Sa’adatu knew something wasn’t right when her contractions started. By the time she and her husband arrived on a motorcycle to the nearest PHC, she wasn’t just vomiting but bleeding profusely. The PHC referred her to a larger facility 35 miles away.
“I was confused,” says Sa’adatu’s husband Mallam Haruna, a Fulani farmer living in a village in Kunchi LGA, Kano state where the family rears cows, goats, and chickens. “She was bleeding so much, as if she was going to faint and die.” His fear wasn’t unfounded: maternal mortality in Jigawa is 1,100 deaths/100,000 live births (source: SMoH). Part of the contributing factors are the delays in medical attention due to barriers such as distance to a facility.
Blood, sweat and gears
Danlami Adamu is an experienced volunteer ETS driver. He trained with MNCH2 in 2016 and has transported around 50 women since. “One day, I was driving through Falle, when I saw a helpless Fulani man and his wife by the roadside looking desperately for a good Samaritan to take the woman who was in labour to Kazaure General Hospital.” Telling Haruna to stay strong, he drove the couple to the hospital.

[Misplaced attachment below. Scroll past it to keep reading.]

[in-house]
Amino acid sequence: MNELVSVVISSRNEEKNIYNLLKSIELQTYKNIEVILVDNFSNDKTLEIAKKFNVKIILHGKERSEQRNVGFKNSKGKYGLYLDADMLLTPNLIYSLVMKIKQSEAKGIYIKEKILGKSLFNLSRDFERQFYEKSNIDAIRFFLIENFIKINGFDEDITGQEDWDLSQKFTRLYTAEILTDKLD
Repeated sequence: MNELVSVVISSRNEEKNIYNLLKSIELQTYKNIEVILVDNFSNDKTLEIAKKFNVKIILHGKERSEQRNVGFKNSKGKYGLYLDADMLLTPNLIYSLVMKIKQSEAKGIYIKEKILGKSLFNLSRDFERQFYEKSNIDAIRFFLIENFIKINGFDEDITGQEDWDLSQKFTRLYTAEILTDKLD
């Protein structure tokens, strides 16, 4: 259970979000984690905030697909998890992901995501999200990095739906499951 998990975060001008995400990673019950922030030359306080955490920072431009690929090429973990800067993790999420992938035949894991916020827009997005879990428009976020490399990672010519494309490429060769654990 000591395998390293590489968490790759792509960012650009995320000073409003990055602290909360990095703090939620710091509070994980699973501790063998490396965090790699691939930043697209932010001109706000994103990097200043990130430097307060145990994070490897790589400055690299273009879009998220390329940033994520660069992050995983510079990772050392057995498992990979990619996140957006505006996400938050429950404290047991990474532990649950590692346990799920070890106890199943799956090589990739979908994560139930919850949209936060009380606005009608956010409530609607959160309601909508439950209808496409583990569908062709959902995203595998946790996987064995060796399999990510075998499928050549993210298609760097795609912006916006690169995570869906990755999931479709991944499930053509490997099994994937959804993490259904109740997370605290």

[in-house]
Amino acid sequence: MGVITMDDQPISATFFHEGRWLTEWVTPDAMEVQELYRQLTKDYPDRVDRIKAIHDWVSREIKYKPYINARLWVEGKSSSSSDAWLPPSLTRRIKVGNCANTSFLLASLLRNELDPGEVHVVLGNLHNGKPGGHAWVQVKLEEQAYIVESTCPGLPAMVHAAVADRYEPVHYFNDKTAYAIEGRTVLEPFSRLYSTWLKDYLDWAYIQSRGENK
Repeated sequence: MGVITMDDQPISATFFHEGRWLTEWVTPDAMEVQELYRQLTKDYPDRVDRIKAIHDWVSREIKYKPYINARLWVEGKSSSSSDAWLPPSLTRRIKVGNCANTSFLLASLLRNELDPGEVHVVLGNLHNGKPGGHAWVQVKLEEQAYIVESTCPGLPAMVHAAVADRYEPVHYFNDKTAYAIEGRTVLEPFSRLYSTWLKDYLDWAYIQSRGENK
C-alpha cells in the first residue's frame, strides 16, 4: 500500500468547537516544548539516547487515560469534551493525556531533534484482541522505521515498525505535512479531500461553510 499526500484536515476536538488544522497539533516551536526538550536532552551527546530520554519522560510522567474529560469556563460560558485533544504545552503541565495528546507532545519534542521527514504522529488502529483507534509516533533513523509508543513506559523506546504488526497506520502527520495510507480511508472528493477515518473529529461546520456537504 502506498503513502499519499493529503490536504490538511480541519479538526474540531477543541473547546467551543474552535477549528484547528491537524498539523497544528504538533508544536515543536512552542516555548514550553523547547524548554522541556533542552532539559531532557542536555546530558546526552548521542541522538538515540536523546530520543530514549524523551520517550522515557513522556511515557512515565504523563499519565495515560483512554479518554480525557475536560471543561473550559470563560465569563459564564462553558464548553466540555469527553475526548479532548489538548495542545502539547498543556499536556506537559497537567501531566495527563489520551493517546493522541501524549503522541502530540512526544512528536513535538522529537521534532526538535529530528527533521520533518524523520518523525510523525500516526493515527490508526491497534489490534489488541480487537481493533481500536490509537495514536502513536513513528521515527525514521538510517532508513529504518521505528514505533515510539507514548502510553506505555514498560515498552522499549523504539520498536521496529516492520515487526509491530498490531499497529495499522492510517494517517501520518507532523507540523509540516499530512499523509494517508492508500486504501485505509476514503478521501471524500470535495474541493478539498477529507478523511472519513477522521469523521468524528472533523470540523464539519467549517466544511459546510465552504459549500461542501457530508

Sa’adatu was in a critical condition and needed a blood transfusion. Haruna’s blood group wasn’t compatible, but it turned out that Danlami was a match. Before leaving the hospital, Danlami donated blood.
Sa’adatu recovered, but the couple lost their baby. Back in the community, where she trades food for a living, she now sees the value of ANC. “And we may need to take up family planning, given we already have five children.”
“The husband asked for my name and fee,” Danlami tells. “But I do not collect money – I’m a volunteer and this is my contribution.”